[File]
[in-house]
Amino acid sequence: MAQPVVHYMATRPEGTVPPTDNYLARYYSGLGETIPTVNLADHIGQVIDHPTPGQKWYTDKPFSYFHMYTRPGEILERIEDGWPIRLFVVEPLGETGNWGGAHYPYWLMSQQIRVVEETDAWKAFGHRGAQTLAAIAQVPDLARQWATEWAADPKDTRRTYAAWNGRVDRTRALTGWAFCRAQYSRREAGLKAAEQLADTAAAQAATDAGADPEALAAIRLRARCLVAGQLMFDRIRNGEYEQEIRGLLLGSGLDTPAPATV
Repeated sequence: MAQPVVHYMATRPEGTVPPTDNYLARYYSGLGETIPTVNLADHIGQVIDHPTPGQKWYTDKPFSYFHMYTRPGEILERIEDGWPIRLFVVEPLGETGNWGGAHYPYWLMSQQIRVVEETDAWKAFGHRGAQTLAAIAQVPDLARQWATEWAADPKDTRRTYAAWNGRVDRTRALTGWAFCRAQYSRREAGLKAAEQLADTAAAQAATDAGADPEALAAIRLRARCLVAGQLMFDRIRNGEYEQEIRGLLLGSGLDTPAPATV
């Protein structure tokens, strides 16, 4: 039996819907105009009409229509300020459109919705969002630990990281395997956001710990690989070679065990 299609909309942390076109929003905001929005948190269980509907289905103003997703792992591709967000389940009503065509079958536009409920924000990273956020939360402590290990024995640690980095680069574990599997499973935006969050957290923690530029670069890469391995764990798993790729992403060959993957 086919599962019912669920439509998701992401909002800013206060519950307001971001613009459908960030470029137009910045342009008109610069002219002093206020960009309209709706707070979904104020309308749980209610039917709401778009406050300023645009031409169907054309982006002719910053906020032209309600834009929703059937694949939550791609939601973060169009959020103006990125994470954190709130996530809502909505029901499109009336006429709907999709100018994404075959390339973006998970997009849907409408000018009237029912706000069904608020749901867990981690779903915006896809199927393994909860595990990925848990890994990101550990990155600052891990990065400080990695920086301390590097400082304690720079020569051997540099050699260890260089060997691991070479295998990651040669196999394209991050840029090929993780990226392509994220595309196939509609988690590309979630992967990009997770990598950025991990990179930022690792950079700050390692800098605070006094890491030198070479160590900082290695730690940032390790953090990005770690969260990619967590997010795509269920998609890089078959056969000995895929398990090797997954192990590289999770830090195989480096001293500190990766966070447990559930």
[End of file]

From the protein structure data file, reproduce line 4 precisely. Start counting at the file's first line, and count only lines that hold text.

């Protein structure tokens, strides 16, 4: 039996819907105009009409229509300020459109919705969002630990990281395997956001710990690989070679065990 299609909309942390076109929003905001929005948190269980509907289905103003997703792992591709967000389940009503065509079958536009409920924000990273956020939360402590290990024995640690980095680069574990599997499973935006969050957290923690530029670069890469391995764990798993790729992403060959993957 086919599962019912669920439509998701992401909002800013206060519950307001971001613009459908960030470029137009910045342009008109610069002219002093206020960009309209709706707070979904104020309308749980209610039917709401778009406050300023645009031409169907054309982006002719910053906020032209309600834009929703059937694949939550791609939601973060169009959020103006990125994470954190709130996530809502909505029901499109009336006429709907999709100018994404075959390339973006998970997009849907409408000018009237029912706000069904608020749901867990981690779903915006896809199927393994909860595990990925848990890994990101550990990155600052891990990065400080990695920086301390590097400082304690720079020569051997540099050699260890260089060997691991070479295998990651040669196999394209991050840029090929993780990226392509994220595309196939509609988690590309979630992967990009997770990598950025991990990179930022690792950079700050390692800098605070006094890491030198070479160590900082290695730690940032390790953090990005770690969260990619967590997010795509269920998609890089078959056969000995895929398990090797997954192990590289999770830090195989480096001293500190990766966070447990559930």